Bitcoin as legal tender, is it really a good idea? Looking back on the El Salvador experience

Equipment news Bitcoin as legal tender, is it really a good idea? Looking back on the El Salvador experience

Published on 09/09/2022 at 14:20

El Salvador has been experimenting with bitcoin as legal tender in its country for a year now – a great opportunity to take stock of this large-scale demonstration.

El Salvador: Life Size Bitcoin Quiz

The smallest country in Latin America, located between Guatemala and Honduras, is the subject of an unprecedented experiment… On September 7, 2021, President Naib Bukele issued a decree that El Salvador officially welcomes a new legal currency: bitcoin.

The creation of the bitcoin law was not entirely disinterested on the part of the president, as Naib Bukele is considered a true crypto enthusiast.

With this financial innovation, the goal was, among other things, to reduce bank fees associated with the dollar currency by $400 million per year. Due to significant migration flows, El Salvador has seen about 22% of its GDP go in the form of taxes and Salvadoran expatriate conversions.

Also, Naib Bukele intended to take advantage of the renewable energy sources offered by the country of volcanoes. To this end, the President of El Salvador has undertaken the creation of several infrastructures that allow the energy of the volcano to be used to mine bitcoins.

“We are still testing and installing, but this is officially the first bitcoin mining since the volcano,” President Nayib Bukele proudly tweeted on September 28.

Following the logic of building a new El Dorado, President Naib Bukele also promised to build “Bitcoin City”, a sort of tax haven for crypto investors and miners.

1 year later, what is left of his many promises?

The first anniversary of Bitcoin, which is in doubt

While most people in El Salvador opposed the head of state’s decision for fear of the novelty, some of them took the plunge and used Bitcoin for payments in their daily lives. Some even used it long before the bitcoin law, such as businesses close to famous surf spots. These places, which are very frequented by tourists, highlight the benefits of Bitcoin, namely that travelers can exchange value without any conversion.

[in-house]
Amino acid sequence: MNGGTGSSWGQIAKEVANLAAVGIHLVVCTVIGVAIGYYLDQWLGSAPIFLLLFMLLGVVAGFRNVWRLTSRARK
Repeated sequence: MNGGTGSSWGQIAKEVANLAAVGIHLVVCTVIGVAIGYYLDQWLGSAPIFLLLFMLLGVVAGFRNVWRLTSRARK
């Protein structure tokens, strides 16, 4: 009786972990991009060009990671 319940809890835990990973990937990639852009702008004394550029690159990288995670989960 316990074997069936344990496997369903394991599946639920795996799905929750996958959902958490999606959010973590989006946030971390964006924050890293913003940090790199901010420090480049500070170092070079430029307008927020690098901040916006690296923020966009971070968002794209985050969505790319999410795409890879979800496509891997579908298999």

However, after the massive adoption of bitcoin as legal tender in El Salvador, locals are experiencing some frustration.

In the first months, almost 4 million people out of 6.6 million inhabitants downloaded the application that allows the use of bitcoin. However, it is no longer used by the locals:

“For a while, yes, I used bitcoins. But judging by the way things are going, I no longer trust him and even deleted the app,” explains Carmen Mejia, a 22-year-old student.

Firstly, residents who bought bitcoin on the advice of the president are suffering from the fall in the price of cryptocurrency. Indeed, El Salvador adopted Bitcoin as legal tender when it was in the midst of a bull market (a bull market in cryptocurrencies). Thus, the state and residents bought bitcoin when it was worth about 40,000 euros. Today, the price of bitcoin is fixed at 20,000 euros, halving the purchasing power of Salvadorans.

As for El Salvador’s treasury, it recorded a $57 million loss after buying $106 million worth of bitcoin, according to Moody’s ratings firm.

Apart from the fall in the market, out of the President’s control, the positive effect that Bitcoin was supposed to have on immigrant remittances is still expected… And for good reason, according to the Central Bank of El Salvador, they would be “less than 2%” to use Bitcoin for this type of transaction.

Bitcoin City: Salvadoran Mirage

Despite a few encouraging elements in the context of the cryptocurrency market, El Salvador’s president nonetheless found bitcoin to be a travel asset. In any case, this is precisely what the recent statements of the Salvadoran government on Twitter testify to. With this in mind, Naib Bukele intends to be a bitcoin eldorado, and that includes building a city dedicated to cryptocurrency: Bitcoin City.